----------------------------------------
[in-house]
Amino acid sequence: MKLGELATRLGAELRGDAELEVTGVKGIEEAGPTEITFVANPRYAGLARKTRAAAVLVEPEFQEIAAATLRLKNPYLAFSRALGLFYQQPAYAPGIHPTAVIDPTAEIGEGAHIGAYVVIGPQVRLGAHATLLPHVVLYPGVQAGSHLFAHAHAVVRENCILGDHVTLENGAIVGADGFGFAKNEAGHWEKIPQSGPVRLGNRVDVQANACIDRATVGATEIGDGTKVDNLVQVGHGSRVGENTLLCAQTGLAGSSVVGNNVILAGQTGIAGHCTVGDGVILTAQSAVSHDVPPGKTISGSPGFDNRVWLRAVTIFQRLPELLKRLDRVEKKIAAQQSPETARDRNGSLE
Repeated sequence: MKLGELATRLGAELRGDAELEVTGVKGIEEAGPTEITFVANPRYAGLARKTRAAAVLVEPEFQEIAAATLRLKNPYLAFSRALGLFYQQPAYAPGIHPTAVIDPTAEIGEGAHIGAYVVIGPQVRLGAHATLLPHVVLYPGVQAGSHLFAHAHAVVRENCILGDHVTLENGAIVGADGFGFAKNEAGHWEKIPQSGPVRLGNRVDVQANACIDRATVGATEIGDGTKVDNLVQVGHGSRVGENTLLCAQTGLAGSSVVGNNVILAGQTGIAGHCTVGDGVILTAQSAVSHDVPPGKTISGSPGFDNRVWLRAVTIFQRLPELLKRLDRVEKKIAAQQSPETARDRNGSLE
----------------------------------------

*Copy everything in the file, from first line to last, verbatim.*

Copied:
[in-house]
Amino acid sequence: MKLGELATRLGAELRGDAELEVTGVKGIEEAGPTEITFVANPRYAGLARKTRAAAVLVEPEFQEIAAATLRLKNPYLAFSRALGLFYQQPAYAPGIHPTAVIDPTAEIGEGAHIGAYVVIGPQVRLGAHATLLPHVVLYPGVQAGSHLFAHAHAVVRENCILGDHVTLENGAIVGADGFGFAKNEAGHWEKIPQSGPVRLGNRVDVQANACIDRATVGATEIGDGTKVDNLVQVGHGSRVGENTLLCAQTGLAGSSVVGNNVILAGQTGIAGHCTVGDGVILTAQSAVSHDVPPGKTISGSPGFDNRVWLRAVTIFQRLPELLKRLDRVEKKIAAQQSPETARDRNGSLE
Repeated sequence: MKLGELATRLGAELRGDAELEVTGVKGIEEAGPTEITFVANPRYAGLARKTRAAAVLVEPEFQEIAAATLRLKNPYLAFSRALGLFYQQPAYAPGIHPTAVIDPTAEIGEGAHIGAYVVIGPQVRLGAHATLLPHVVLYPGVQAGSHLFAHAHAVVRENCILGDHVTLENGAIVGADGFGFAKNEAGHWEKIPQSGPVRLGNRVDVQANACIDRATVGATEIGDGTKVDNLVQVGHGSRVGENTLLCAQTGLAGSSVVGNNVILAGQTGIAGHCTVGDGVILTAQSAVSHDVPPGKTISGSPGFDNRVWLRAVTIFQRLPELLKRLDRVEKKIAAQQSPETARDRNGSLE